Queer groups from 34 Indian colleges condemn 'homophobic' bills passed in Parliament, to organise public stir

A collective statement against the 'anti-LGBTQIA+ legislations in India' was signed by 34 student queer communities and individuals in support of the nationwide protest 
Colours of freedom, expressions of love | Shekhar Yadav
Colours of freedom, expressions of love | Shekhar Yadav

More than 30 student queer groups from campuses and cities across the country including Spectra, Pondicherry University, Jamia Queer Collective, Ambedkar University Delhi Queer Collective, The Gender Studies Cell, St Stephen's College, Queer and Straight allies at IISC (QUASI) and Miranda House Queer Collective, are condemning and protesting against The Trafficking of Persons (Prevention, Protection and Rehabilitation) Bill, 2018 and The Transgender Persons (Protection of Rights) Bill 2018 passed by Lok Sabha.

A collective statement against the 'anti-LGBTQIA+ legislations in India' was signed by 34 student queer communities and individuals in support of the nationwide protest against the bills calling them 'bigoted, homophobic and trans-phobic'. "Just because we are less in number does not mean that the state can treat us like a second-class citizen," said Aroh Akunth, a student of Criminology at TISS Mumbai. "While the government claims to be in favour of decriminalising Section 377, they also pass legislations like these (Transgender Persons Bill and Trafficking of Persons Bill). It makes it clear what their agenda is."

(Source: Aroh Akunth)

The statement said that they oppose the Trafficking of Persons Bill 2018 because "it replicates the existing discriminatory laws, brings into the ambit populations/sections that have different problems, gives immense powers to the police, creates additional unaccountable bureaucracy, criminalises whole swathes of population, and lacks any credible model of rehabilitation as it does not allocate any resources." It also lacks key definitions like forced labour and exploitation. "The Bill reflects illogical gradation of offences, new offences unrelated to trafficking (Section 41(2)); vaguely worded offences with disproportionate sentencing; anti-slavery provision re-incorporated though irrelevant; reversal of burden of proof and introduction of absolute liability offences; Introduction of strict liability offences; high levels of punishment and lack of clear sentencing policy; weak punishment for employers; violation of right to property; provisions relating to bail presume guilt rather than innocence," read the statement.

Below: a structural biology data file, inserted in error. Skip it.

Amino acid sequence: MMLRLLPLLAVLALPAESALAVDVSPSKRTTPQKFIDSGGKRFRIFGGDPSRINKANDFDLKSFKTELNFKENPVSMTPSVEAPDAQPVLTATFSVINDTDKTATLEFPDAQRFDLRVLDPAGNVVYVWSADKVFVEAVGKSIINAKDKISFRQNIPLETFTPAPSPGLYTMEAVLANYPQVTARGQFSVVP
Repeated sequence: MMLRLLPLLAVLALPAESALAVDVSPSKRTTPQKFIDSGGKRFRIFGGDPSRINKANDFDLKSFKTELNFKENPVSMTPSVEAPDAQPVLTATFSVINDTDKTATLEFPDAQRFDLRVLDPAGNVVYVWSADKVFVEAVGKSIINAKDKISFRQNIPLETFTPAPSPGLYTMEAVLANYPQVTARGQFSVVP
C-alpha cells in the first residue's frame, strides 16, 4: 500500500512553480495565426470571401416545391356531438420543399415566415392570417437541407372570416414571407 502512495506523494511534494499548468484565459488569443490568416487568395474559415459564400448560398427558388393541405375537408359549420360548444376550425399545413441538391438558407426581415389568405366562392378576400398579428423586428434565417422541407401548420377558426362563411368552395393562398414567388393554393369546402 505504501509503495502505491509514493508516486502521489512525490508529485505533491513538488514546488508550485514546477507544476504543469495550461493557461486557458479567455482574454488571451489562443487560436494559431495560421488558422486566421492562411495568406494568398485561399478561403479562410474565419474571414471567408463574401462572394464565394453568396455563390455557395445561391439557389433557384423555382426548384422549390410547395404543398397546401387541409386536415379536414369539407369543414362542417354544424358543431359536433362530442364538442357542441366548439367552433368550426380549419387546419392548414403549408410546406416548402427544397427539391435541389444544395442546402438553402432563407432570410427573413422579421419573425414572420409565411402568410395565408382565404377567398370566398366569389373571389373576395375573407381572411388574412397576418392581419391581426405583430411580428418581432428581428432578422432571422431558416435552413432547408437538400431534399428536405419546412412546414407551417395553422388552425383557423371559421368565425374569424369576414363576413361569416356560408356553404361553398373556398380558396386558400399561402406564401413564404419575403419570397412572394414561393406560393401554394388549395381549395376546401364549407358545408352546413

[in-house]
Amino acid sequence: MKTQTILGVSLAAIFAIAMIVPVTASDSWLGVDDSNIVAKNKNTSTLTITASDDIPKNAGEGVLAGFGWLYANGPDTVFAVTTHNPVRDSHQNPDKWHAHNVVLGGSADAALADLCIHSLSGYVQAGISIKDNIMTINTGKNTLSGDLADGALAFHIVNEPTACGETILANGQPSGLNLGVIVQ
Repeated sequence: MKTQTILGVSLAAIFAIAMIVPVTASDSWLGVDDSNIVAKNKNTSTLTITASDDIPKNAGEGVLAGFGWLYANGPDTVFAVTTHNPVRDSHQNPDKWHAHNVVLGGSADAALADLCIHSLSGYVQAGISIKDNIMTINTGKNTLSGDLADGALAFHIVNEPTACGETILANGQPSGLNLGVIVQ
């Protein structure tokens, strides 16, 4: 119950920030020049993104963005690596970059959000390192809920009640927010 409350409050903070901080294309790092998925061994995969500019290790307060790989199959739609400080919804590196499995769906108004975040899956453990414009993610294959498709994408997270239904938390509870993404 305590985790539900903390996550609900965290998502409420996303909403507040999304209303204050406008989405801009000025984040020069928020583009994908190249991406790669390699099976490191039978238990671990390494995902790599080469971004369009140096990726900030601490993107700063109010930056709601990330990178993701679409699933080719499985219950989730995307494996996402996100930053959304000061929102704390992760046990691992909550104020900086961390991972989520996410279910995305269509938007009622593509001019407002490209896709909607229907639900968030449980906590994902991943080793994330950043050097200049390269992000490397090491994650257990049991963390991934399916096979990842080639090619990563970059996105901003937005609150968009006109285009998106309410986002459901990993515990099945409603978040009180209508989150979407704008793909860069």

The statement claims that the Bill "uses a failed approach of institutionalised rehabilitation with an inadequate commitment of resources rather than community-based rehabilitation". The United Nations Special Rapporteurs on Contemporary Forms of Slavery and on Trafficking have also expressed their displeasure with the bill.

(Source: Aroh Akunth)

The students have also condemned the Transgender Persons (Protection of Rights) Bill, 2018 as it, allegedly, violates more rights than it claims to protect. "It is contrary to the Supreme Court NALSA verdict and violates the right to identity and basic constitutional rights, encodes discrimination, offers no reservations while criminalizing transgender community traditional livelihood of begging."

The collective statement said that the Bill stands in stark violation of the fundamental rights of transgender persons even though they have been mentioned as equal citizens in the Constitution. The Bill has created a two-tier system within the transgender community, wherein persons who have not had sex reassignment surgery (SRS) can only identify as transgender and not as male or female, and the identification as transgender depends on scrutiny and certification by a District Screening Committee. "Those seeking to identify as male or female need to have had SRS. This is completely contrary to the NALSA verdict. We
note here that the concept of a District Screening Committee that seeks to validate the ‘authenticity’ of a transgender person’s identity is not only completely against the letter and spirit of NALSA, but also provides immense scope for abuse."

The Bill, they said, is a "retrograde step" from previous iterations of transgender persons’ rights such as reservation, employment and education opportunities as iterated in the NALSA judgment, MSJE report, the Tiruchi Siva Bill, and the Parliamentary Standing Committee recommendations. The Transgender
Persons (Protection of Rights) 2018 Bill also seeks to destroy non-normative family structures and support systems that transgender persons in India have been seeking support from all these years.

It also encodes discrimination with lower penalties for sexual and physical violence against transgender people. "We call out the enormously bigoted, homophobic and trans-phobic Surrogacy (Regulation) Bill 2018, as passed by the Lok Sabha is another institutional mechanism to control our bodies. It makes surrogacy available to exclusively heteronormative couples, impairing non-heteronormative couples from availing these methods to have babies. We urge the Members of Parliament (Rajya Sabha) to conscientiously consider our appeal and send these Bills for a review by a Select Committee of the Indian Parliament.

They have extended their solidarity to the Jantar Mantar Protest on December 28, 2018, at New Delhi and to all the protest demonstrations that are happening across the country in opposition to these Bills, "We urge every citizen to join the protest at Jantar Mantar, New Delhi in our struggle for equal fundamental rights for all."

They plan to hold public discussions, rallies and talks simultaneously across campuses and cities on the day of the protest.

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